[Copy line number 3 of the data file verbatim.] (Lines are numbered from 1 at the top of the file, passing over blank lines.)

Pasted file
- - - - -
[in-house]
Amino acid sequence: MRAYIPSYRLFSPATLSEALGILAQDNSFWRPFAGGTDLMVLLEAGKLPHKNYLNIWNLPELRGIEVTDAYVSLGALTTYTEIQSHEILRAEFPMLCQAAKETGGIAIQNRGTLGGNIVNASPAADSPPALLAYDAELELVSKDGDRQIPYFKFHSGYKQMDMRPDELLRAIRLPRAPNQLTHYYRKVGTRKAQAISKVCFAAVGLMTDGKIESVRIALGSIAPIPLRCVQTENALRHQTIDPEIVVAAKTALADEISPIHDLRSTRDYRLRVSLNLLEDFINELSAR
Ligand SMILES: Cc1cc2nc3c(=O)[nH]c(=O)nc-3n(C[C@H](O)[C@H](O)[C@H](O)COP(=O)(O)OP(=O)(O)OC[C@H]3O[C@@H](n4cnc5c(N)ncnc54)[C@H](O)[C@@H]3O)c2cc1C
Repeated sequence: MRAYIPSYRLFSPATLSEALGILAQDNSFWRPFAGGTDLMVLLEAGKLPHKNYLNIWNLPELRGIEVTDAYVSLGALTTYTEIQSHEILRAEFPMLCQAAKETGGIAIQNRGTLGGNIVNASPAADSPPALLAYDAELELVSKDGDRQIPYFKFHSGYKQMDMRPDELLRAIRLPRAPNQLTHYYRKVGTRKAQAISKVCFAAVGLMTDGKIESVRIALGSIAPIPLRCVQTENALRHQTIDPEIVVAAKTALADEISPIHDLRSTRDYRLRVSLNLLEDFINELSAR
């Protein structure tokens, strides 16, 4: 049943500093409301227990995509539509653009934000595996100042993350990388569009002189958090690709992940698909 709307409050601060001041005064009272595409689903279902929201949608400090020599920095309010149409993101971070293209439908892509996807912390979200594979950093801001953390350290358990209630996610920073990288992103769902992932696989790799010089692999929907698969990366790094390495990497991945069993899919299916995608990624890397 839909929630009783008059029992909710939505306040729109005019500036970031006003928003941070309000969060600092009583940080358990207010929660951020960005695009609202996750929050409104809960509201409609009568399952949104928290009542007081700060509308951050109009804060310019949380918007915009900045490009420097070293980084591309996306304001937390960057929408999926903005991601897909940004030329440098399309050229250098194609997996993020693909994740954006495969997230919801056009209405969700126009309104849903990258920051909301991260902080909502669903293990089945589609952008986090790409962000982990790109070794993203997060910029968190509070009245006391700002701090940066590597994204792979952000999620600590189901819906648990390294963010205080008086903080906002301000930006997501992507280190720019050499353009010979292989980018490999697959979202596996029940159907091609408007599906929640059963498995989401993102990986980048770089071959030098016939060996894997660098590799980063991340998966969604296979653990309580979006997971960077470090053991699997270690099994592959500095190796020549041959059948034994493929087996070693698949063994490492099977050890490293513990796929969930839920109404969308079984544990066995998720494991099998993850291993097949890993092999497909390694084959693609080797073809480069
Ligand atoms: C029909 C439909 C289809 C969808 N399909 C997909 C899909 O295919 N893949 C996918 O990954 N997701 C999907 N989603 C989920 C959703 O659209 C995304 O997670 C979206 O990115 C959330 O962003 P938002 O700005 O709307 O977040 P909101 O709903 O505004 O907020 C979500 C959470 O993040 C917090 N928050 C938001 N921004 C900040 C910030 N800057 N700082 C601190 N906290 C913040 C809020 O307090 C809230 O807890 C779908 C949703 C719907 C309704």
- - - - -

Ligand SMILES: Cc1cc2nc3c(=O)[nH]c(=O)nc-3n(C[C@H](O)[C@H](O)[C@H](O)COP(=O)(O)OP(=O)(O)OC[C@H]3O[C@@H](n4cnc5c(N)ncnc54)[C@H](O)[C@@H]3O)c2cc1C